Rain, wind, lightning, tornadoes, fun, fun, fun! (the reverend's midwest festival weather rant)

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Posted by Catherine Cartwright Jones on May 7, 2001 at 18:04:26:

In reply to: Windy solutions posted by Kenzi on May 7, 2001 at 15:45:49:

Collect milk jugs and fill them with water and bungee them to the legs
of your gazebo at the showsite. How many? As many as you can
possible manage.

Use bungees and bulldog clamps on everything that flutters.

Remove the sides from any part of your booth that offers major wind
resistance if a storm is coming, or there are unpredictable gusts.

You'll learn to "smell" rain approximatly 7 minutes before it starts.
Get clear of people and breathe in gently, catching the incoming
breeze. Sniff several times, carefully ... there's a characteristic
smell of impending rain. Also listen to the birds. If the birds quit
singing .... cover everything fast, and tie down securely.

Have all your perishables clearly in mind, and big Rubbermaid tubs to
throw them in. Have no more perishables than you can cram into Tubs
in 3 minutes flat. Have a tarp under those tubs. Be prepared to tarp
over the tubs and then cram the tarp under the tubs all around the
edge, under the bottom tarp. A sort of double wrapped burrito system.
That way everything that can be damaged by rain and storming will be
secured and kept dry.

If the bottoms of the clouds are "tight" you're safe. There's a deck
of air preventing rain. If the bottoms of the clouds are fuzzy, ....
worry. If the wind prevails hard one way all day then suddenly shifts
to the opposite direction, watch out. You're going to get hit hard by
a major front.

Learn to love your weather channel.

Don't feel ever guilty about bailing out on a storm. Your clients will
have run for cover, too.

Watch the leading edge of a storm. If you see vortexes starting to
tail down ... locate underground shelter. A ditch isn't bad, as long
as there aren't rising waters.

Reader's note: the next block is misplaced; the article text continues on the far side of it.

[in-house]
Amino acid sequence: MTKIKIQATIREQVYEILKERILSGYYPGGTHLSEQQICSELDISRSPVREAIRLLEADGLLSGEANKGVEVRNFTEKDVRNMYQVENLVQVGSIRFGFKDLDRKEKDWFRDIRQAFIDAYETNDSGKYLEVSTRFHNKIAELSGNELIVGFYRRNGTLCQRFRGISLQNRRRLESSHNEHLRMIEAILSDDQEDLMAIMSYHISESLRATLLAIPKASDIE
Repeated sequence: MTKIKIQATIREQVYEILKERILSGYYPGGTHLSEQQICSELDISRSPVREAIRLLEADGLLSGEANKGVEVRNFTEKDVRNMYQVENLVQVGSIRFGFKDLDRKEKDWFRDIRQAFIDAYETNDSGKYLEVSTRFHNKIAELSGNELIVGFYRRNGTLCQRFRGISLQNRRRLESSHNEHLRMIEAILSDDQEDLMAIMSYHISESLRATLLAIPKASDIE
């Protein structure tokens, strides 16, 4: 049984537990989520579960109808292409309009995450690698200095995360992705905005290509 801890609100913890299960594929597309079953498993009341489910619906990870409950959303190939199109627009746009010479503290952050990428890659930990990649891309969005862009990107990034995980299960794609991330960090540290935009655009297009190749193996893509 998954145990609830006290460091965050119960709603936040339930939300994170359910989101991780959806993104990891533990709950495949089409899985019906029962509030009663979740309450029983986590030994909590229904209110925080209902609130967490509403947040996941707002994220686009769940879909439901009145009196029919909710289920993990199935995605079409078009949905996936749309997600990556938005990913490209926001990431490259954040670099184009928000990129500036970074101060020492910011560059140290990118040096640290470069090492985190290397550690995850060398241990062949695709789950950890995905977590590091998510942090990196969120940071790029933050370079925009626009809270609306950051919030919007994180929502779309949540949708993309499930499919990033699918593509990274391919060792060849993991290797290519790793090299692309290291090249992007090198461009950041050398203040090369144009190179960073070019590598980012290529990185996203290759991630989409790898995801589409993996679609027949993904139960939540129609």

Tornadoes are damn dangerous, though they take a narrow path. If
you're so inclined, have a sit on the patch of ground where you set
up, and have a discussion with the local deities. Bribe them nicely,
and they may suprise you with a good payback. ( I was the only setup
surviving a major tornado hit at a festival, so I'm not just making
this up! There may be one deity, or there may be thousands. Being
respectful of whatever is out there can't possibly hurt!) If a tornado
is on its way, remove everything that offers any wind resistance at
all, and get every last thing into tupperware tubs, with that double
tarp system (sorts resembles a big vinyl burrito with the ends folded
in) and bungee that to filled milk jugs so it's locked low to the
ground. The lower the better. Then .... get yourself secured,
underground, well into the interior of a building, if possible,
protected from blowing debris. If your ears start popping .... get
VERY SECURE and make certain any young'uns are secure too! Put your
body over them! (yes, I've been through more than one tornado).

Lightning is unpredictable, also .... just tarp'n'tub everything and
go for shelter. No one is going to hang around waiting to get hit by
lighting unless they're golfers. Again, the lowest thing to the
ground wins the survival prize.

Flash floods. Totally out of control. Get the hell out.

Street riots. Totally out of control. Get the hell out.

I haven't done hurricanes..... but I believe they're a ditto of the

Good weather is such a nice thing ..... it's lovely here today! I
wish the same for you!


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